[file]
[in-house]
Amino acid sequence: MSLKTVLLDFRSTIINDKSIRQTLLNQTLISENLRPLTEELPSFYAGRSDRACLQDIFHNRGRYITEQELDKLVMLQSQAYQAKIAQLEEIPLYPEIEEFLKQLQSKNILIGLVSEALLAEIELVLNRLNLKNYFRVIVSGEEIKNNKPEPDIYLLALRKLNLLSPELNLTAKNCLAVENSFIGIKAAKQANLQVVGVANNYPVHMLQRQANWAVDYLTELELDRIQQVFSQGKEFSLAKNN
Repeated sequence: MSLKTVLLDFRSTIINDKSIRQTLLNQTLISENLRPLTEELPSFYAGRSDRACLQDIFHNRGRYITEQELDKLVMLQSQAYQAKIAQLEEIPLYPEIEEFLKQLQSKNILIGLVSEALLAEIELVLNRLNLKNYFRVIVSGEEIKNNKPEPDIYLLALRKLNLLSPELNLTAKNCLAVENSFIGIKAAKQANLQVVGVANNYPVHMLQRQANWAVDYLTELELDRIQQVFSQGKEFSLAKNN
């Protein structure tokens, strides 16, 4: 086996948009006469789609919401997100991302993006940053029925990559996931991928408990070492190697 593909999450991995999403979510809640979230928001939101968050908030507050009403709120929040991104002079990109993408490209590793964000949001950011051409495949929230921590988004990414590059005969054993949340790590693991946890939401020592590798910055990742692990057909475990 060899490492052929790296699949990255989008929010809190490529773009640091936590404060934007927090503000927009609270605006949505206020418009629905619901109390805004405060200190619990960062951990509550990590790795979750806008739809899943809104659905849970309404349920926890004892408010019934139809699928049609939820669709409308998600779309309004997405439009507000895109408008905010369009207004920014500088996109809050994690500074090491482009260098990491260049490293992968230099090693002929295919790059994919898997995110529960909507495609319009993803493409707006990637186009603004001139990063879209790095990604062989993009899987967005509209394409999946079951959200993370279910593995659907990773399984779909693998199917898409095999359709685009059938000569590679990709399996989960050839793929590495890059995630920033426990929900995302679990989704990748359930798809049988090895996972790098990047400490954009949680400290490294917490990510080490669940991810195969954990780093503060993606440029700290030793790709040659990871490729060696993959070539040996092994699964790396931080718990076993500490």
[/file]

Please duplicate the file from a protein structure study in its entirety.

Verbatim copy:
[in-house]
Amino acid sequence: MSLKTVLLDFRSTIINDKSIRQTLLNQTLISENLRPLTEELPSFYAGRSDRACLQDIFHNRGRYITEQELDKLVMLQSQAYQAKIAQLEEIPLYPEIEEFLKQLQSKNILIGLVSEALLAEIELVLNRLNLKNYFRVIVSGEEIKNNKPEPDIYLLALRKLNLLSPELNLTAKNCLAVENSFIGIKAAKQANLQVVGVANNYPVHMLQRQANWAVDYLTELELDRIQQVFSQGKEFSLAKNN
Repeated sequence: MSLKTVLLDFRSTIINDKSIRQTLLNQTLISENLRPLTEELPSFYAGRSDRACLQDIFHNRGRYITEQELDKLVMLQSQAYQAKIAQLEEIPLYPEIEEFLKQLQSKNILIGLVSEALLAEIELVLNRLNLKNYFRVIVSGEEIKNNKPEPDIYLLALRKLNLLSPELNLTAKNCLAVENSFIGIKAAKQANLQVVGVANNYPVHMLQRQANWAVDYLTELELDRIQQVFSQGKEFSLAKNN
């Protein structure tokens, strides 16, 4: 086996948009006469789609919401997100991302993006940053029925990559996931991928408990070492190697 593909999450991995999403979510809640979230928001939101968050908030507050009403709120929040991104002079990109993408490209590793964000949001950011051409495949929230921590988004990414590059005969054993949340790590693991946890939401020592590798910055990742692990057909475990 060899490492052929790296699949990255989008929010809190490529773009640091936590404060934007927090503000927009609270605006949505206020418009629905619901109390805004405060200190619990960062951990509550990590790795979750806008739809899943809104659905849970309404349920926890004892408010019934139809699928049609939820669709409308998600779309309004997405439009507000895109408008905010369009207004920014500088996109809050994690500074090491482009260098990491260049490293992968230099090693002929295919790059994919898997995110529960909507495609319009993803493409707006990637186009603004001139990063879209790095990604062989993009899987967005509209394409999946079951959200993370279910593995659907990773399984779909693998199917898409095999359709685009059938000569590679990709399996989960050839793929590495890059995630920033426990929900995302679990989704990748359930798809049988090895996972790098990047400490954009949680400290490294917490990510080490669940991810195969954990780093503060993606440029700290030793790709040659990871490729060696993959070539040996092994699964790396931080718990076993500490």